Cladograms are used to show evolutionary relationships among organisms. A cladogram consists of a line with Y-shaped branches or forks. Each branch is labeled with a special characteristic that separates the organisms to the right of the label from the organisms on the left.
Pick organisms to include in the cladogram
Cladograms generally consist of members of the same order or family. For example, the cladogram may trace the evolution of members of the canine family. This group of organisms is called the ingroup. The first organism on the cladogram, called the outgroup, may be a member of another order or family for comparison.
Determine the characteristic that differentiates the ingroup from the outgroup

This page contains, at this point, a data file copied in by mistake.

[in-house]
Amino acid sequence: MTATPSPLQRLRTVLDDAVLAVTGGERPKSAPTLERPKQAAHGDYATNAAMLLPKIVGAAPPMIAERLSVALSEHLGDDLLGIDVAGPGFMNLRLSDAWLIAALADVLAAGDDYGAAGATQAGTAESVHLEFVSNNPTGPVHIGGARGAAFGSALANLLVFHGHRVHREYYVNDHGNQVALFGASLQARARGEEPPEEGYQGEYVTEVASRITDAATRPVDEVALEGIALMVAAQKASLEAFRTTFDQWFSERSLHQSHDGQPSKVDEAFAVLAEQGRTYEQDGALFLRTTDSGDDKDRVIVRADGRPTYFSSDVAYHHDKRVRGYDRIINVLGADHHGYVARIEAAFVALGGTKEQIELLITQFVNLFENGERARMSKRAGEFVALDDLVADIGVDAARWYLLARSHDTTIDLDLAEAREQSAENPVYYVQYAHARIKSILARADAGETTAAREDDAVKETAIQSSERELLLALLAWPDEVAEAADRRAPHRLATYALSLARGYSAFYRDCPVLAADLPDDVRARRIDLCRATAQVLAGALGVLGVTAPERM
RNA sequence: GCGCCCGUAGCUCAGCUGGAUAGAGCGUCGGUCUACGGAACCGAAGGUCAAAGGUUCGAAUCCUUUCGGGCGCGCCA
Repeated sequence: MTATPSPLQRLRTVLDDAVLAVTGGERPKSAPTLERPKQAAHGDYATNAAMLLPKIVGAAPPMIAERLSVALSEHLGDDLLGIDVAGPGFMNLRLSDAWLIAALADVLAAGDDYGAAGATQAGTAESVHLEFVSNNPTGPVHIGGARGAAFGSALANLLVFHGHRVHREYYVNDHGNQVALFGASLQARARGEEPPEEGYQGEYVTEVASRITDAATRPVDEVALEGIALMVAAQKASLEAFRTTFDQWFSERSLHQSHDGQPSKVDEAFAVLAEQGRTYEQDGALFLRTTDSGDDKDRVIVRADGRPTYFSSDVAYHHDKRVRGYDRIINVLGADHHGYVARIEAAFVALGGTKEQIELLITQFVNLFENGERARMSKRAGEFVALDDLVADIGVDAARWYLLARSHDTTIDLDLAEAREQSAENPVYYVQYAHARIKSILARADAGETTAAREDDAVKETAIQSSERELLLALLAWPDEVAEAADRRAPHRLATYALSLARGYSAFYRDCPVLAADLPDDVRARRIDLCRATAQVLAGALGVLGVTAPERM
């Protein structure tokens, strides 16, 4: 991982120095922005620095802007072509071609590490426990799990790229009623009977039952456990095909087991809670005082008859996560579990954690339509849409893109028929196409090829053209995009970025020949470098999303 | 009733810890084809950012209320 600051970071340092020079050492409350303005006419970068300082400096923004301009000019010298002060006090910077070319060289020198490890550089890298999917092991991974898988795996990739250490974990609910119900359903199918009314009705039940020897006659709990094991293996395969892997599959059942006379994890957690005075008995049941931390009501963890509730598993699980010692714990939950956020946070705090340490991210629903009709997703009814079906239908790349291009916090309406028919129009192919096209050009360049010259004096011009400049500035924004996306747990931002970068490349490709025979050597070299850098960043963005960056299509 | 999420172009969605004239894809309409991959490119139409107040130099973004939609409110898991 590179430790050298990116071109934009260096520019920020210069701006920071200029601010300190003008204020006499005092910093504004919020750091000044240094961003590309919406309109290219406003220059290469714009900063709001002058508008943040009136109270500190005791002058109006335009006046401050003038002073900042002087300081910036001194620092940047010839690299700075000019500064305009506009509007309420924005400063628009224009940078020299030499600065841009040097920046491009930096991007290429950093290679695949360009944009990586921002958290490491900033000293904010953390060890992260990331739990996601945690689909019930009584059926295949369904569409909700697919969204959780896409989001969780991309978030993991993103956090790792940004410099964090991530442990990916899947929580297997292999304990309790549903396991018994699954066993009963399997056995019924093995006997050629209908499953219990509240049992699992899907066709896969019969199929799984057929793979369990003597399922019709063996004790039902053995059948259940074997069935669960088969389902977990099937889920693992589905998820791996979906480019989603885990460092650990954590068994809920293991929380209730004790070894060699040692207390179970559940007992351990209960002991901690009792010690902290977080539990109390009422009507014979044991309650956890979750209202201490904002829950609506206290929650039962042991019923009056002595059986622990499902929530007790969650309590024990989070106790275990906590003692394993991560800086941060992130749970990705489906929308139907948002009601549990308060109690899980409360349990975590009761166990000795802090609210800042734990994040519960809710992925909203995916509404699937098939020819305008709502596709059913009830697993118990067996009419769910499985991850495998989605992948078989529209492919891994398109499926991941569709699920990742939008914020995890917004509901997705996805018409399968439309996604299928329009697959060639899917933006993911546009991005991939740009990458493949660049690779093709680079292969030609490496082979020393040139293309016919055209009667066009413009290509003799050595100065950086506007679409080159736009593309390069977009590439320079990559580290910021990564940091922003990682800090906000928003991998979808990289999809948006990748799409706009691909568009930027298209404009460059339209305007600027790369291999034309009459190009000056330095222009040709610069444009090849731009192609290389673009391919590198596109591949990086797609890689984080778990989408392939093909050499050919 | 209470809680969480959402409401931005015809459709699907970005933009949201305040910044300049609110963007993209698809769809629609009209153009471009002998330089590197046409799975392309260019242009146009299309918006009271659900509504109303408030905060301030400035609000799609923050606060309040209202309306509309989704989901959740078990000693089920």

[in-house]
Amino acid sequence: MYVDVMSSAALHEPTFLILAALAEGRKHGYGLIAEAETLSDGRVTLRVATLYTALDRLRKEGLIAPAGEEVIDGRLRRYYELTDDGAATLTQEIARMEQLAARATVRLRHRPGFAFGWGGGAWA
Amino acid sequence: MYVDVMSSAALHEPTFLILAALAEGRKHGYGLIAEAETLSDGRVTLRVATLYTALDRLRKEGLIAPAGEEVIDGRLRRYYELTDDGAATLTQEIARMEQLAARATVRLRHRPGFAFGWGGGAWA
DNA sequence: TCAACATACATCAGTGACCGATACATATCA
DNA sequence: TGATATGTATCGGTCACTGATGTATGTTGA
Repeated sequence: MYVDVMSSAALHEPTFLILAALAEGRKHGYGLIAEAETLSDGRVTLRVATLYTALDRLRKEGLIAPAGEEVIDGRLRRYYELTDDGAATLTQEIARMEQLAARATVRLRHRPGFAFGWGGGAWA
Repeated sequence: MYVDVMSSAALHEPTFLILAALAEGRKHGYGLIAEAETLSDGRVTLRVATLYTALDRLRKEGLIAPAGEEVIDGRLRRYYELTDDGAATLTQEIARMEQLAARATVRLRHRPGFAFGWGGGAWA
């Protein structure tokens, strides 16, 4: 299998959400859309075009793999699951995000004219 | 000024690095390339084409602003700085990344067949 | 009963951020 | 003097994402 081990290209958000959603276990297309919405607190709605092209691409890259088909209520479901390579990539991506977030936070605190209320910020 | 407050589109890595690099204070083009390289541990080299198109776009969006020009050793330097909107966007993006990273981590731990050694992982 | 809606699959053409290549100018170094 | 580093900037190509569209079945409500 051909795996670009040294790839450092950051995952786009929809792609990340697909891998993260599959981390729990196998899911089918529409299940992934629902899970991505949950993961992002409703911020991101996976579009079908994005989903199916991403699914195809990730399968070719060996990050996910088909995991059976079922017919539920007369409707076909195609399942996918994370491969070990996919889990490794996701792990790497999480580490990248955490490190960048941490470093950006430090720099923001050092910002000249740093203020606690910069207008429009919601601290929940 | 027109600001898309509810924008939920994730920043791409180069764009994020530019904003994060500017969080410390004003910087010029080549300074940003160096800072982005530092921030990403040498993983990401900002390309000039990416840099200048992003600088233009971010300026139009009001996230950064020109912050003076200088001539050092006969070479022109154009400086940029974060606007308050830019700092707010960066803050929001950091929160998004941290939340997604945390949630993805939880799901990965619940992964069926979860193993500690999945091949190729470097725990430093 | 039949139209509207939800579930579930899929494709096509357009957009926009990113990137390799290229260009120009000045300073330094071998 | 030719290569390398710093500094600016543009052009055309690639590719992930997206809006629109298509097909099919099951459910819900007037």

Compare the characteristics of the ingroup against the outgroup. Identify one characteristic that makes them different. Draw a horizontal line across a piece of paper. Leaving enough space for a branch to the left, make a small mark across the line and record the differing characteristic below the mark. Place the outgroup on a branch coming off the top of the horizontal line to the left of the characteristic. All members of the ingroup are placed on branches coming off the top of the line to the right of this characteristic.
Determine how the members of the ingroup are different
Analyze the characteristics of the ingroup. Place the characteristics in evolutionary order from left to right on the cladogram. Organisms branch off the main line to the right of any characteristic which they possess.